This one is great for acne-prone skin because of its anti-bacterial and anti-viral properties. It has the largest molecular size of these AHAs which just means that it works over a longer time period, but is also the least irritating. The upside of this is better tolerance by sensitive skin. In fact, it has been used to alleviate chronic skin redness and blotchiness. Mandelic acid also possesses antibacterial effects on acneic skin.



Try Dr Wu's Intensive Renewal Serum. It contains Mandelic Acid 18%, which is used in Chemical Peeling procedures, to effectively diminish the appearance of fine lines and stimulate the skin desquamation process to achieve a smoother and brighter skin, even improves skin tone by resurfacing epidermis and removing aged layers.



(+)2. BHAs
They may be Beta Hydroxy Acids, but make no mistake–these acids are no wimps. They are however your secondary selection if AHAs just aren’t tough enough for your skin. BHAs are generally encouraged for oily and acne-prone skin since they are oil soluble (while AHAs are water soluble), making them perfect for treating blackheads, whiteheads, and acne. Rather than just loosen the bonds that hold debris to your skin, they actively penetrate your pores and remove whatever gunk is in there.

Cosmetically, BHAs almost always refer to salicylic acid—something you’ve no doubt seen on almost any acne treatment. 

Salicylic acid is a derivative of aspirin—a known anti-inflammatory—which makes it great for relieving your skin of any inflammation (but also not great if you have aspirin allergies—sorry). It’s also commonly found in dandruff treatments since it’s can calm irritation on your scalp as well as sloughing away the dead skin that’s flaking.

One of the better benefits of BHAs are that in clearing your pores of any gunk, whatever treatments you then put on top of your newly cleaned skin can absorb properly. So, anti-aging serums? Brightening agents? All good to go 100% once your canvas is cleared. BHAs themselves give you similar skin benefits to AHAs, like helping increase the thickness of skin, as well as collagen production, and improves wrinkles, roughness and hyperpigmentation. They don’t possess humectant qualities however and can dry out your skin, so this is why it’s not generally recommended for those with dry skin.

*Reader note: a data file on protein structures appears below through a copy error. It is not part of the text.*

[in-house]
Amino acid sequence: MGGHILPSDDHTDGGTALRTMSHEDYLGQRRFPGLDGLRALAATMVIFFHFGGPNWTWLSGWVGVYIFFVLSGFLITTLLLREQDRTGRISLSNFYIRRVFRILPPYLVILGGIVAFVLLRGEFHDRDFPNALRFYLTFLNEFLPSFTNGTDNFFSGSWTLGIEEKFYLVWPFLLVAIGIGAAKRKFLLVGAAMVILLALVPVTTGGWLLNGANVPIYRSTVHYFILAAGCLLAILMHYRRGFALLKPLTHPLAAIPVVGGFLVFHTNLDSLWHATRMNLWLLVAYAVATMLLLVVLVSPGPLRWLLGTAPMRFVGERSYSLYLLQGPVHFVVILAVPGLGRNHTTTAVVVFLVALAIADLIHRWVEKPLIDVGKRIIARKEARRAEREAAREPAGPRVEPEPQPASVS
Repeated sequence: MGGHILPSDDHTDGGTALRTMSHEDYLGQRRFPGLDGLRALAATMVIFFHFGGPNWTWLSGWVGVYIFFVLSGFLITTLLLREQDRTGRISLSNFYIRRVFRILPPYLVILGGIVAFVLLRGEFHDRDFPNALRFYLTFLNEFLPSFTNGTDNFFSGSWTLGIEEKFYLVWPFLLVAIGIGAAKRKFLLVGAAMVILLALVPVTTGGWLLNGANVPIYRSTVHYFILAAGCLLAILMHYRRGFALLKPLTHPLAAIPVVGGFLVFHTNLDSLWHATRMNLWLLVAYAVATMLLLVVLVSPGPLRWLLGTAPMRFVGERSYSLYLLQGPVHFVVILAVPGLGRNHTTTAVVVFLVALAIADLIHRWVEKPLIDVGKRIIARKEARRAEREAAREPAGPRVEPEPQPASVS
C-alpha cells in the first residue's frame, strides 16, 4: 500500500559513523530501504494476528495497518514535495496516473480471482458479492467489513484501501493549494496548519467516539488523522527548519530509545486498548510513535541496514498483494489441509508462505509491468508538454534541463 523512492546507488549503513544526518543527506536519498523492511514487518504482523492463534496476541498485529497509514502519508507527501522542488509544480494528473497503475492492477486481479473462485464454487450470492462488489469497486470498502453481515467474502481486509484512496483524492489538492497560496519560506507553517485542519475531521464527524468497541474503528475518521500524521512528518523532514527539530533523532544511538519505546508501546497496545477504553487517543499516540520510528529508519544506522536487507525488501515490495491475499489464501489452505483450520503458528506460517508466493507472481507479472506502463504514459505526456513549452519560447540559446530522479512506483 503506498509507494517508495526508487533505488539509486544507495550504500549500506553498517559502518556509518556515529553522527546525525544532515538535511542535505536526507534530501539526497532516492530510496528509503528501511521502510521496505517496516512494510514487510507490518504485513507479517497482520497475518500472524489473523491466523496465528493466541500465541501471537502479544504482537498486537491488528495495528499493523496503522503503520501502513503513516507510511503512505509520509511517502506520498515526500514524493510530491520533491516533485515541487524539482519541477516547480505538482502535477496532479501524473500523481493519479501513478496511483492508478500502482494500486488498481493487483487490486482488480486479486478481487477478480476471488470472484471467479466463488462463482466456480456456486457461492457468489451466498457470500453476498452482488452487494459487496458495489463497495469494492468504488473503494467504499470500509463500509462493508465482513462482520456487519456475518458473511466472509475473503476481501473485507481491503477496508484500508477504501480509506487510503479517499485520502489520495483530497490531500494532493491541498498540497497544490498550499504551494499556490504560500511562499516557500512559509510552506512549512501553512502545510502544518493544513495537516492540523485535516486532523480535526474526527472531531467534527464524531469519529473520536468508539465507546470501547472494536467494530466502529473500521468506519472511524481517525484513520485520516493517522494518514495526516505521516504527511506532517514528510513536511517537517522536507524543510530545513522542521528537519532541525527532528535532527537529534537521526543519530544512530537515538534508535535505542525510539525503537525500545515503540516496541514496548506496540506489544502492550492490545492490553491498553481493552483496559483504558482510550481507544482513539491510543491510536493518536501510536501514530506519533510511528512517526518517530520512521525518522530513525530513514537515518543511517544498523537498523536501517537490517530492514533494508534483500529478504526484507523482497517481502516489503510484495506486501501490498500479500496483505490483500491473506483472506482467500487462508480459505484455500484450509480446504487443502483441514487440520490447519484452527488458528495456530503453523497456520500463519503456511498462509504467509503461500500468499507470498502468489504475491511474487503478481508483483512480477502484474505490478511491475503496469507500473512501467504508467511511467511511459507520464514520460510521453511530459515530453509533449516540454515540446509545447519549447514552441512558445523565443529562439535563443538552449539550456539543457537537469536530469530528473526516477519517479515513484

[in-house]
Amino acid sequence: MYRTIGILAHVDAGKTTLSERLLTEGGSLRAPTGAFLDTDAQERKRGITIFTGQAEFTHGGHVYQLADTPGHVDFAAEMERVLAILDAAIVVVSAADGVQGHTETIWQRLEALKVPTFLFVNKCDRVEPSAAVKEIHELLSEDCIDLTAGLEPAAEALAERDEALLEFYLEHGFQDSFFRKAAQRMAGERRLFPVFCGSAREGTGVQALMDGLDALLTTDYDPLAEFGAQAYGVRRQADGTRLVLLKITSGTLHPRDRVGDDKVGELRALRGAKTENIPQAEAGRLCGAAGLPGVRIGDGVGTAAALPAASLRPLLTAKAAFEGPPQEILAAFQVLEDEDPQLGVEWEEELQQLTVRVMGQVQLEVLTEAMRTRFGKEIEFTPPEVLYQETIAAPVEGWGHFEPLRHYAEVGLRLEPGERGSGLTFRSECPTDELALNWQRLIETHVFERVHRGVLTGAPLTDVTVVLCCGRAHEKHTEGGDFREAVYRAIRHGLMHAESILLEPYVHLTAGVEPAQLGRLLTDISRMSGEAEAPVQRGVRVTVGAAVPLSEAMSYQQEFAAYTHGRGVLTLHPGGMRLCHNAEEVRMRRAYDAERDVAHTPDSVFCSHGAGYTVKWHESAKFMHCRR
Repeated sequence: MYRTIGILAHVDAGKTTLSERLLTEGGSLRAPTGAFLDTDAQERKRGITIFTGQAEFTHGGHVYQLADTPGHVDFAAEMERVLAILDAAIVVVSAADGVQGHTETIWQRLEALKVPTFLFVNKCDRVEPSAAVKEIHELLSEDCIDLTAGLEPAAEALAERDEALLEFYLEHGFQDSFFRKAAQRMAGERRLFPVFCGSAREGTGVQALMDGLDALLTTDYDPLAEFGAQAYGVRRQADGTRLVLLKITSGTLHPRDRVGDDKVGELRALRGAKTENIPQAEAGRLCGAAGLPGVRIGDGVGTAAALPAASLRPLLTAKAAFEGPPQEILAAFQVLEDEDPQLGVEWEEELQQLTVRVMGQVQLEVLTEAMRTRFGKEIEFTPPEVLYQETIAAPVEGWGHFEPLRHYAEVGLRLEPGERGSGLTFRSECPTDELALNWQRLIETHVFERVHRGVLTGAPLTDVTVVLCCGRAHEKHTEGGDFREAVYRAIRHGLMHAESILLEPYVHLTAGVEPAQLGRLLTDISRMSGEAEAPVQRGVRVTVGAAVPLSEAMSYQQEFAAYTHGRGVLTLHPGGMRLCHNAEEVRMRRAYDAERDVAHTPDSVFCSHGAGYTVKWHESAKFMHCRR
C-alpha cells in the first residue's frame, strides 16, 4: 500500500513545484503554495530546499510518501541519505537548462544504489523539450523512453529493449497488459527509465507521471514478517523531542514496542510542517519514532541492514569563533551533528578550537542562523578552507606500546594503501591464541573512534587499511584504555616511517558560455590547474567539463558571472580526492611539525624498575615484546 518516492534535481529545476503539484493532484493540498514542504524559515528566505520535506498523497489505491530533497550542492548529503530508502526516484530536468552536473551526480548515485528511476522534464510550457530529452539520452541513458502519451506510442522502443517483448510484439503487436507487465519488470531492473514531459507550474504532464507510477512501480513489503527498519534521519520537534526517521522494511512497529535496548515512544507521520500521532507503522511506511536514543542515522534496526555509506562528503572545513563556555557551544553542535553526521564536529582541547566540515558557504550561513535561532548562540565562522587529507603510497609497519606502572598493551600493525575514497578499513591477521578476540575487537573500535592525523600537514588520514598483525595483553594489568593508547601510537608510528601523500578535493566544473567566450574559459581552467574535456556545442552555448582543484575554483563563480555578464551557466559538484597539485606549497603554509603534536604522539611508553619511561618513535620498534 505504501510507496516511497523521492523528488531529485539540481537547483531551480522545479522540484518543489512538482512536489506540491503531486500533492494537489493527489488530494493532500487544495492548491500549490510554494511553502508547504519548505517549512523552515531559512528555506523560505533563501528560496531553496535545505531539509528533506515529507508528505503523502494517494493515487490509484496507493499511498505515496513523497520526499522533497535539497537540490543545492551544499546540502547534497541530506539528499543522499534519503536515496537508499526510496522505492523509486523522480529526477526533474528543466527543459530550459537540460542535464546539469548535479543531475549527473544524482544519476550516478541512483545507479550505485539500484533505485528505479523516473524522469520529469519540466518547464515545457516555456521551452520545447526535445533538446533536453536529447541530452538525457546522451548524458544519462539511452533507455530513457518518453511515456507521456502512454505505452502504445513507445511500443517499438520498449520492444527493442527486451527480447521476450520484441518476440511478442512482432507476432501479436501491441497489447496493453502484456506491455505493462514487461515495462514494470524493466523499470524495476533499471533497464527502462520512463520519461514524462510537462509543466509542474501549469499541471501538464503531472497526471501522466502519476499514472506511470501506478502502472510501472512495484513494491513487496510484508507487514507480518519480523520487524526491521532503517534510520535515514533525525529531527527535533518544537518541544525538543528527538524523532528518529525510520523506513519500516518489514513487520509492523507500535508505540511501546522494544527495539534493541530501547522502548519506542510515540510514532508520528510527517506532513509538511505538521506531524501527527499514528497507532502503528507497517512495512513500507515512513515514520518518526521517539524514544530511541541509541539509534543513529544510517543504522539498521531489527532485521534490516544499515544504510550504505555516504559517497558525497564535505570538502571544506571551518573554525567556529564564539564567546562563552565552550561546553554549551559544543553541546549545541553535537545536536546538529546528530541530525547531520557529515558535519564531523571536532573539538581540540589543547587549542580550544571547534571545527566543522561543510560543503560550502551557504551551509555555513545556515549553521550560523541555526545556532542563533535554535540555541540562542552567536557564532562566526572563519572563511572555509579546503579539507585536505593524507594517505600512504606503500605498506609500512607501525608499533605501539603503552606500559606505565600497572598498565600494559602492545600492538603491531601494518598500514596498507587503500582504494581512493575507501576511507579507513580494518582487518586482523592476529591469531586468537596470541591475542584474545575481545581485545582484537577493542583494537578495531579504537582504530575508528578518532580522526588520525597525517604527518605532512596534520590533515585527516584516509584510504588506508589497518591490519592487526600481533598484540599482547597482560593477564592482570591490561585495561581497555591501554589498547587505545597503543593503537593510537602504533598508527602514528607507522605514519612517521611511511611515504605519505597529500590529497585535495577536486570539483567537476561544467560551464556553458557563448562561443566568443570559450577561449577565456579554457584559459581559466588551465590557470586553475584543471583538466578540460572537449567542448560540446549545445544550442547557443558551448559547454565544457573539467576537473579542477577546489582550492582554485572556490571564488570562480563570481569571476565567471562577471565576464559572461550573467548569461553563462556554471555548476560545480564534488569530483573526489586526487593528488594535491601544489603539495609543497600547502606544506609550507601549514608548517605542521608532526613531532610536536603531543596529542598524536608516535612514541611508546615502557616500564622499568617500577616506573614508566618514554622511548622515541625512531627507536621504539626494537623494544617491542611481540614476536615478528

Sloane Inc Clarity Water: Launch a counter-attack against acne-causing bacteria with this oil-free concentrate to keep burgeoning blemishes at bay and troubled redness-prone skin calm and balanced. Boasting a beautifying blend of AHAs and BHAs as well, it removes residual impurities and dead skin cells for a refreshed feeling and healthy-looking glow. 

How to use them?
Unless you’re a skin care layering pro, it can be confusing as to where these magic skin potions go in your skin care sandwich. They should be applied on clean skin so there’s no extra stuff to have to fight through to get down to business— so after cleansing and toning but before serums and moisturizers. And please don’t forget sunscreen as your last step!



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The Skin Radar is an online avenue which documents my tumbling thoughts, ideas and musings from my daily life, mainly based on skincare and beauty. It is designed to take the clutter out of beauty journalism to provide trustworthy and objective insights, new finds and sneak peaks- all in a beautiful and clean platform.

I test all products & treatments with age and skin colour in mind, break down the latest health fads, and source for expert opinions from international skincare leaders. All in all, my goal is to make sure that I am on top of every beauty innovation and skincare trend the world has to offer.